Experience Stand Up Paddleboarding – Tips and Guides

So, you’ve seen stand up paddleboarding on Instagram, in magazines, or maybe at your nearest beach or lake. And you think it looks wonderful! You’re right about that. However, there are a few things you should know before you give it a go yourself. 

In this post, we’ll give you some essential information about stand up paddleboarding. It includes a brief overview of this hugely popular board sport, what you need to pack, and some top tips for getting started among other things. Let’s take a closer look!  

What is stand up paddleboarding?

Stand up paddleboarding is now one of the world’s most popular water sports, but it hasn’t always been that way. The modern incarnation of SUP was invented in Hawaii in the 1940s, with some saying it was a way to get out on a board when the winds or waves weren’t big enough to surf. 

As well as using paddle boards as a way of getting from A to B, you can enjoy SUP yoga, SUP surfing, and professionals even do SUP touring. 

SUP can be done anywhere that there’s a large enough body of water. So, if you don’t live near the beach, don’t worry. You can do it on rivers and lakes too! 

What to pack for stand up paddleboarding

There are a few essentials that you’ll need to pack for stand up paddleboarding, and a few things that will just make your session a little more comfortable. Let’s start with the key equipment first.

  • Stand up paddleboard: Probably the most obvious piece of kit you’d need for this sport. It’s important to choose the right paddle board though. The first choice to make is if you want a hard board or an iSUP. Inflatable boards are good for beginners, but a hardboard may be a sensible investment should you be hoping to surf or tour in the future. 
  • Paddle: You can’t have a paddleboard without a paddle! These should be around 8 – 9 inches longer than your total height (that’s about 25cm). If you’re planning on multiple uses for your SUP, it’s best to get a height-adjustable one – paddles for surf SUP shouldn’t be as long as when regular paddling. They’re available from several different materials – from aluminium to carbon fiber. 
  • Personal Floatation Device: While a SUP and paddle are obvious requirements for the sport, a PFD is less so. However, it is no less important. A PFD will keep you afloat should you fall from your board, but hopefully it will be something that you hardly notice the more you paddle. Also consider a good PFD for your dog, if you’re bringing him or her!
  • Leash: The other key piece of safety equipment that you’ll need for paddleboarding is a leash. While a PFD will keep you afloat, a leash will ensure that you remain attached to your board. It most commonly fits around your ankle. SUP leashes are thicker and longer than surf leashes – so don’t expect a surf leash to do the job if you already have one.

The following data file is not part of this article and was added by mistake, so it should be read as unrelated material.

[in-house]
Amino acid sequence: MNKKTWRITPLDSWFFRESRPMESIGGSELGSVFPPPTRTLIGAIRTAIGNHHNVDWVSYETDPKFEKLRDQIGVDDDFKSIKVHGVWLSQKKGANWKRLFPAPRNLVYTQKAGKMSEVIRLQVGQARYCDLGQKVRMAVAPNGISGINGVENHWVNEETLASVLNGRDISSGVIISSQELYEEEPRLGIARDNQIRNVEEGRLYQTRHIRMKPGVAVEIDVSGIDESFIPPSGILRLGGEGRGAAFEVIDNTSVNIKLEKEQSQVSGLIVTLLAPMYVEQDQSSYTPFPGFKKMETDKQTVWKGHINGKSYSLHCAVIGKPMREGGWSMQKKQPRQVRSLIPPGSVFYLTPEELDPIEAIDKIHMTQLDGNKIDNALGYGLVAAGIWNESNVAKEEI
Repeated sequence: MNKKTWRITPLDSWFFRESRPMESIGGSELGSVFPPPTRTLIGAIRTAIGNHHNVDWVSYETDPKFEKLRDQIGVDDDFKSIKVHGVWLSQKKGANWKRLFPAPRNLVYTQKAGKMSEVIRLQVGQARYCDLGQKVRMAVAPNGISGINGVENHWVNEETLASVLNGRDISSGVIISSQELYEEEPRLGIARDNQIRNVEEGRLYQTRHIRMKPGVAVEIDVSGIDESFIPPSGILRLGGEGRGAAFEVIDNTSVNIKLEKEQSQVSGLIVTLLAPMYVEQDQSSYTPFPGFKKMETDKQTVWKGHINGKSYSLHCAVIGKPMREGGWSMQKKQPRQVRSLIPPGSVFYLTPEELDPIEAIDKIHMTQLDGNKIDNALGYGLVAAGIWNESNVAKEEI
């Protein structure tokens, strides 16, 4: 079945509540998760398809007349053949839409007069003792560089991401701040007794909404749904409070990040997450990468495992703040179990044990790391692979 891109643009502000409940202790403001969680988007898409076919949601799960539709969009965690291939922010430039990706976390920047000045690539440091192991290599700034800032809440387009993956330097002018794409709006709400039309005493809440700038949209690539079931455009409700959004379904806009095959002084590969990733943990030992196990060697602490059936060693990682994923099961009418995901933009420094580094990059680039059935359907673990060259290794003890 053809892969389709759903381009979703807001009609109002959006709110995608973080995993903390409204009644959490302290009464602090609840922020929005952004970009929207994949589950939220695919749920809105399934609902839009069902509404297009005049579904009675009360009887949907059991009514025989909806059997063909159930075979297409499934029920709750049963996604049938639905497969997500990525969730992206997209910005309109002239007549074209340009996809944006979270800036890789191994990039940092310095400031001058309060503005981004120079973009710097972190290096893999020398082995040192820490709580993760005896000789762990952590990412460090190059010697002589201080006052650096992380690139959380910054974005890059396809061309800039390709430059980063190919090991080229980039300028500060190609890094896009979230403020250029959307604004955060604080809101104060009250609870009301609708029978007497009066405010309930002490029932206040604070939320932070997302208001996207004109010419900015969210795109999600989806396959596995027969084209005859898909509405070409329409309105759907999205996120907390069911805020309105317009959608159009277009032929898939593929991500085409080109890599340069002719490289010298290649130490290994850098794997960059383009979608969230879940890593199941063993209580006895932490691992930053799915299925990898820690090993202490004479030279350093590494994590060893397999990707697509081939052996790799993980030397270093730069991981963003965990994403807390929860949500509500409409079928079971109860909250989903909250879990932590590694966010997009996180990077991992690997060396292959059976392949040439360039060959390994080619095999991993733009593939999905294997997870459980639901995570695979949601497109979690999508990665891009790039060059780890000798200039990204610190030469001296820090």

Other equipment that is good to have when stand up paddle boarding would be sunscreen, a swimsuit (wetsuit if in cold waters), and a dry bag to carry your belongings in. 

Tips for stand up paddle boarding beginners

Start somewhere calm and with plenty of space

When learning the basics of stand up paddleboarding, you’ll need to have lots of space – just in case you fall over. 

You may not be able to stand up straight away, but that’s nothing to worry about. Distribute your weight evenly across the board and if needs be, get up by one knee at a time. It’s best to practice on calm and flat water to begin with too. If paddleboarding at a beach, try to find a spot with small and soft waves!  

Learn to take a fall

We mentioned early how important it is to have a leash and PFD to protect you from falling. Another secret of SUP is how to fall. Be sure not to fall into the board, but away from it. 

If you fall into the board, you won’t hurt your face – as you can get a broken nose even from an iSUP if you hit it head-on. Don’t be discouraged if you fall off your board early on – even the best paddlers will have fallen off in their early days!

Know your limits

This rule doesn’t just apply to paddleboarding, but any sport. There are two reasons not to do this and the first is your enjoyment.

If you don’t know your own limits, you may try and take too much on with paddleboarding, leading to frustration and the possibility you may give up the sport. 

The second is safety. Both your own and that of others. If your paddleboarding in a group, be sure to respect those around you so that everyone can enjoy it!

Health Benefits of Stand up Paddleboarding

Great core workout

Many people start stand up paddleboarding for its obvious health benefits – both physical and mental. The core is constantly engaged during stand up paddleboarding, developing muscle tone and aiding stability and balance. The twisting and turning will even help you to build up abs of steel.

It’s not just the core that’s engaged though – SUP is a low impact sport that works muscles throughout the body. Your legs will be working with you core to keep you upright on the board, while your arms and shoulders will be propelling you through the water when paddling.

Good for mental health

Last but not least, few sports are so good for your mental health. SUP is a mental and physical challenge, in which our brain releases endorphins and serotonin – chemicals that make us happy. Add in that you’re surrounded by calming water and nature in most instances, and it’s the ideal escape from the stresses of everyday life! 

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